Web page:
The Messrs Allan have had Daisy served by Captain Webster, and the mare is now turned out. Her late box is occupied by the trotter Fenian. Blue Nell has been sold and taken away from this stable. Captain Webster is in regular work in view of the D.J.C. May meeting. The three Saints— Clair, James, and Malo — are in the private sale list. In consideration of his accident at Heathcote, I read in the papers that that club voted Bob Derrett five guineas out of their " Distressed Jockeys' Fund." There is something strange about this surely — something that would be none the worse for a little explaining. Is Derrel.t really in distrevss? And if not, is it right that he should get this relief? It is understood that the accident Derrett met with, though of a painful nature, is not likely to keep him long out of the saddle; and considering his long innings as one of our premier jockeys, it is incredible that a temporary lay-up should mean that he is reduced to indigence. Possibly, however, one of the couditions on which this fund is held in trust is that any jockey sustaining an accident is entitled to a certain grant. If so, there is an end of the matter so far' as any objection to Derrett's claim is concerned ; but then the title of tho fund is a misnomer, and should be altered so as not to convey false impressions. Perhaps those who have the admiuistering of this money will kindly supply such information as will answer the questions I have raised— questions that have doubtless suggested themselves to others as well as to me. The public have a distinct and indefeasible right to know how these things are managed.

It may be worth remembering that Reputawon the two-mila Hurdle Race at the "Wellington meeting. It seems to have been a true run race, there being no refusals and no mishaps ; consequently the fact is worth noting as a guide to future events. Orator, my selection for the Autumn Handicap, just managed to score first honours, beating Dudu by a neck. As the last?

mentioned was*coric'eding'l9lb there bToAfc'nftich credit in Orator's performance, for Dudu herself, though a smart filly, was easily 'dressed down by Cruchfield in the Wanganui Derby, and this colt is a bit inferior to the' best, of his year. Taking a line through these performances, I should say that Orator is not within two stone of a first- classer; still he won, and the best could have done' no more.

Derelict, by Robinson Crusoe from Beatrice, has been purchased in New Soubh Wales on behalf of au American owner.

I regret to have to announce that "Mr A. Walker " contemplates retiring from the ranks of horseowners. • '

The Hon. Mr J. White's winnings in stakes this season, up to the conclusion of the V.R.C. meeting, amounted to £14,910. M,r R. H: ' Fry, one of the prominent members of the English betting ring, has been giving a client some idea ox the extent of a big bookmaker's business. The customer asked whether Mr Fry made any bad debts, and the penciller expressed himself as very well satisfied. Naturally' he had some bad debts, some of which he did not expect would ever be made good ; but, on the whole, he thought the proportion of these was .very reasonable. "1 am curious to know, if it's not asking an injudicious question, what amount you have on your books ; but I don't want to be indiscreet in asking," the customer said. " Oh, there's no reason to be secret about it," Fry rejoined ; " and of course I make up my book at the end of the year. My bad debts are just over three hundred thousand pounds." " Three hundred thousand pounds !" the customer exclaimed, " and don't think that much !" " Well, it's a good' deal of money looked at one way; no -doubt," the bookmaker quietly answered ; " but I don't think it is at all a largo proportion. You see some of my customers bet in heavy sums. I do a big starting-price business as well as what I do on the course, and, taking all the season through, my turn-over is not short of £50,000 a week. If you compare the bad debts I mentioned with these figures you'll see that the average is small, for I've been betting now for a good many years." It would have been going too far to ask Mr Fry how much of the weekly £50,000 he was accustomed to bank ; but it will be perceived that bookmaking is not a bad game — from which it may also be inferred that as a rule backing horses is.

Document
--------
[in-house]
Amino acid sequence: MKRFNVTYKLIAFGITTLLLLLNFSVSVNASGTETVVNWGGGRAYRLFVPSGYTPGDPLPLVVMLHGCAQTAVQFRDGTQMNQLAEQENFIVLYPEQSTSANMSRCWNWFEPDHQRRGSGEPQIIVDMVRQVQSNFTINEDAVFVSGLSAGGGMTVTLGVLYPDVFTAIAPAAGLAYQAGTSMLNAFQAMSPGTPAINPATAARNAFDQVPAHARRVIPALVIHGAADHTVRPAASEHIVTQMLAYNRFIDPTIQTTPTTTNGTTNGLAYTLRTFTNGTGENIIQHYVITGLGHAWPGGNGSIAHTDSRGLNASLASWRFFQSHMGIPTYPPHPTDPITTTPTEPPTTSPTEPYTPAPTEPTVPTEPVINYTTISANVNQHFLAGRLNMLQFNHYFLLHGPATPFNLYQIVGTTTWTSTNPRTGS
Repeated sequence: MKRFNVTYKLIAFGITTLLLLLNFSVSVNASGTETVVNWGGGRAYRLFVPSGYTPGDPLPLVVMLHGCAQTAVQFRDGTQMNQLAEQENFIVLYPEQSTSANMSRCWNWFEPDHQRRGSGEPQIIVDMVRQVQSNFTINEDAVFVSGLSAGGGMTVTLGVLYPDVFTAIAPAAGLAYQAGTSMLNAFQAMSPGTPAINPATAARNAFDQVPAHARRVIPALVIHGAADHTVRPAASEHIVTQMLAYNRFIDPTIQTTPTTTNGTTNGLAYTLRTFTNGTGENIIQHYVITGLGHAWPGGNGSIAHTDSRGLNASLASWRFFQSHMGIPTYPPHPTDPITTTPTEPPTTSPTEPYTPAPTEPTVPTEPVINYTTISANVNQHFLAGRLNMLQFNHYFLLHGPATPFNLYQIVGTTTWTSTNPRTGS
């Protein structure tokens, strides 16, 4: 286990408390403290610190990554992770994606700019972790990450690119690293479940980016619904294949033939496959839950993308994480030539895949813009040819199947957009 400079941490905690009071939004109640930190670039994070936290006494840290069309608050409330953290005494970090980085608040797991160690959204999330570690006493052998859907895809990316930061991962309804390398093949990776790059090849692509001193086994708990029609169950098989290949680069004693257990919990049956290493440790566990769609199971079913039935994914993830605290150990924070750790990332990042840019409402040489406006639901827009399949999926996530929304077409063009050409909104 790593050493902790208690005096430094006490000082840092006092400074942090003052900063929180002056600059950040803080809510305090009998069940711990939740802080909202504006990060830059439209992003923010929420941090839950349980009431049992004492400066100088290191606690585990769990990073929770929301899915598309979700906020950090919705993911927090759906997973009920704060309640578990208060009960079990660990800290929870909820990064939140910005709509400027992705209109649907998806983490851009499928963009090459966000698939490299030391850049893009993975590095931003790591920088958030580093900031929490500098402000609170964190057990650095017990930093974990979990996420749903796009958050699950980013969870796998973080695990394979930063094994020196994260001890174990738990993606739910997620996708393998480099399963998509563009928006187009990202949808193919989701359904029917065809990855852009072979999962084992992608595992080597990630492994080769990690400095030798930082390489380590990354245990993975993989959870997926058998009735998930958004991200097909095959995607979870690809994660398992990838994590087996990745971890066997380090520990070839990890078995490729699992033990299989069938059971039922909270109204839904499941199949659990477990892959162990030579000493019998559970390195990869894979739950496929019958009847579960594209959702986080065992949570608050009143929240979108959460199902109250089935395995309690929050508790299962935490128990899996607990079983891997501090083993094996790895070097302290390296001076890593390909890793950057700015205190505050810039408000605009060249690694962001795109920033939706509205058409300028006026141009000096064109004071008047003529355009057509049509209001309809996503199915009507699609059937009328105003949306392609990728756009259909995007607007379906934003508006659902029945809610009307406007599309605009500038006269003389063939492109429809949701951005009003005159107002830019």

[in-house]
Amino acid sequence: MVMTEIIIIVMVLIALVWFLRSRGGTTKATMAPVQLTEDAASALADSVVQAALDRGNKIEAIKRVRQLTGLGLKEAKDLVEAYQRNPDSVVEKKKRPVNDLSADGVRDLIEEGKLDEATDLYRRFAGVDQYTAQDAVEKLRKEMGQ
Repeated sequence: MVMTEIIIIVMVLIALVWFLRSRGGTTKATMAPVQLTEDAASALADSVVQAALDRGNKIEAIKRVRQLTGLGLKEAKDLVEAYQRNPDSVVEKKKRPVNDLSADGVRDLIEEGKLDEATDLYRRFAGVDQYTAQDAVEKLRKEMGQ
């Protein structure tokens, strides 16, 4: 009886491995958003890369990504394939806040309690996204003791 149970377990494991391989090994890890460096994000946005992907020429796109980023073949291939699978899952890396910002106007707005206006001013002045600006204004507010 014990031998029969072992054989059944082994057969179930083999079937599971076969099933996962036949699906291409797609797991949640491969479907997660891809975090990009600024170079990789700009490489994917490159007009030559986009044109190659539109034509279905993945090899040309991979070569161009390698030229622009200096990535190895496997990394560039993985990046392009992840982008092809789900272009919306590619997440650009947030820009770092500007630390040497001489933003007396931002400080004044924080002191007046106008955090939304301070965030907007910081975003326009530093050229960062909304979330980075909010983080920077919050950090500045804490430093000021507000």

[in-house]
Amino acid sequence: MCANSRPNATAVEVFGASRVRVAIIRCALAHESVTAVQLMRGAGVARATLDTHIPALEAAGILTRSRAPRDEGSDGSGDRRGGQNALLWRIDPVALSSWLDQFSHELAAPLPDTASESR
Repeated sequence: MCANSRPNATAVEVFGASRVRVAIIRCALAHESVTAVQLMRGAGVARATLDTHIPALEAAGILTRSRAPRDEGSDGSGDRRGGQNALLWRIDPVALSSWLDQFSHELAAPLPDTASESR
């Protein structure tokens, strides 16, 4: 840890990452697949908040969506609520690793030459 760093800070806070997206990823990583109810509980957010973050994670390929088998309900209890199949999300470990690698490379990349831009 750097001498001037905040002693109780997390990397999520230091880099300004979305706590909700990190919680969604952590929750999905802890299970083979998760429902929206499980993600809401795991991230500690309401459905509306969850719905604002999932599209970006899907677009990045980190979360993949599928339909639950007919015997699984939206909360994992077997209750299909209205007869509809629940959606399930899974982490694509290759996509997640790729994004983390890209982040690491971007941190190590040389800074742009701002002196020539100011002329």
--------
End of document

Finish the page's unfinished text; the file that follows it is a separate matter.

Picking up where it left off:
From American papers to hand I learn that Cheviot will probably have another turn at racing before being sent to the stud. The horse was landed on the 21st January, and the Yankees are loud in their praises of the New Zealandbred sire, but one of the scribes goes a step beyond the truth when he speaks of Cheviot having won the Dunedin Cup

Dick 3wiveller has been sold for "650gs to an Indian buyer.

An Australian jockey called^Robinspn, but whose real name was Cuddy, ; was killed at Madras races recently.

Victoria, the seven-year-old daughter of Feve and Memento, has ended her racing career, having met with an accident on Friday last. She was a moderately goodimare, and always paid her way when judiciously placed ; but never managed to pull off a coup in the best company. She was^bred by Mr Alwill, of the Waikato, at the same place at which Victory first saw the light.

Lord William Beresford, of India, is believed to be the purchaser of Moorhouse. The price was 600gs.

The American horse Tremont lately changed hands. at 5000gs.

Prophets make mistakes in places other than New Zealand. ♦• Playfair is a horse that will be outclassed at Aintreo " was the dictum of one of the leading London scribes in the middle of February.